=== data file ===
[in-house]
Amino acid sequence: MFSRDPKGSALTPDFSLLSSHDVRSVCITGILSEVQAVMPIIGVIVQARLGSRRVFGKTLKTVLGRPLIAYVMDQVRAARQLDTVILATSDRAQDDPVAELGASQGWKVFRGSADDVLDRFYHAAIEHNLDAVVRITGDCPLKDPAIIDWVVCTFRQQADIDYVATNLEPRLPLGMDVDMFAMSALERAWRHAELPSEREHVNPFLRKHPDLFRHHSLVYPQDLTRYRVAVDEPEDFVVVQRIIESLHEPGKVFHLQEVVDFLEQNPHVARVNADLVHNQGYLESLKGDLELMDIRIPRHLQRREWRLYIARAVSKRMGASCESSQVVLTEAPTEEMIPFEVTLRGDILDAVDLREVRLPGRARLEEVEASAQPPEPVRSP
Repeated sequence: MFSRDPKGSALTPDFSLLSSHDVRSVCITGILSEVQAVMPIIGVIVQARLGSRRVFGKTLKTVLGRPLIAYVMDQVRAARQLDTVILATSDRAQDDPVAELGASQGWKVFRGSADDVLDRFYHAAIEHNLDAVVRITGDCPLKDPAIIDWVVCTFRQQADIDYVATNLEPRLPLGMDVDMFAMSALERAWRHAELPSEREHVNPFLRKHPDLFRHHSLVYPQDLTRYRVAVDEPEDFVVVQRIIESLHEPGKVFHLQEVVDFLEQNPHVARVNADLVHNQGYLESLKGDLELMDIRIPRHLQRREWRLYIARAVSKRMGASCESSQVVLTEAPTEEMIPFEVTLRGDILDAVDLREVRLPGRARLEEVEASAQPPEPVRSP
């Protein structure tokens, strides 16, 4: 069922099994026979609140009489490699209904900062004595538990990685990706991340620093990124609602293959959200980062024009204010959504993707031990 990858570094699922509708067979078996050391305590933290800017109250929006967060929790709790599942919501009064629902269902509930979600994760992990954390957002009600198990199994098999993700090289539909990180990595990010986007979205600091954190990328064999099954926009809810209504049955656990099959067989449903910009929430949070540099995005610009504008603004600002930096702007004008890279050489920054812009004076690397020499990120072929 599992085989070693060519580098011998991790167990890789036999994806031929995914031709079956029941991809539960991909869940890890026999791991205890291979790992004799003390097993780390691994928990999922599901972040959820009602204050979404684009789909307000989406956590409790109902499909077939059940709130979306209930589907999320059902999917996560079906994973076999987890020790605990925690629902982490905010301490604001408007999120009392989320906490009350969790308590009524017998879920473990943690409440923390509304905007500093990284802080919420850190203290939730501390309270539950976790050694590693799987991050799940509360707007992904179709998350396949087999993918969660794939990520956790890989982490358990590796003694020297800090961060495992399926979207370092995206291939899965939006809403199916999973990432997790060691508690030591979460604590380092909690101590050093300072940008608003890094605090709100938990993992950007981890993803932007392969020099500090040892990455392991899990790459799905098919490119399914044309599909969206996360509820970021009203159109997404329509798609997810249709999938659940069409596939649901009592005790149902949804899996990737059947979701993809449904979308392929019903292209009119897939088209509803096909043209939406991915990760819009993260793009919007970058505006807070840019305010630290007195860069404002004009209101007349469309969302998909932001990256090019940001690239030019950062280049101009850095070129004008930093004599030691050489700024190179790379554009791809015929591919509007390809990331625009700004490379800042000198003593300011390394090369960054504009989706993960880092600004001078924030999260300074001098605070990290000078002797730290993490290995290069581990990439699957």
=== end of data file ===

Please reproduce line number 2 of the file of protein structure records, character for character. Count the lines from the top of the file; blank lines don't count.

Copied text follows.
Amino acid sequence: MFSRDPKGSALTPDFSLLSSHDVRSVCITGILSEVQAVMPIIGVIVQARLGSRRVFGKTLKTVLGRPLIAYVMDQVRAARQLDTVILATSDRAQDDPVAELGASQGWKVFRGSADDVLDRFYHAAIEHNLDAVVRITGDCPLKDPAIIDWVVCTFRQQADIDYVATNLEPRLPLGMDVDMFAMSALERAWRHAELPSEREHVNPFLRKHPDLFRHHSLVYPQDLTRYRVAVDEPEDFVVVQRIIESLHEPGKVFHLQEVVDFLEQNPHVARVNADLVHNQGYLESLKGDLELMDIRIPRHLQRREWRLYIARAVSKRMGASCESSQVVLTEAPTEEMIPFEVTLRGDILDAVDLREVRLPGRARLEEVEASAQPPEPVRSP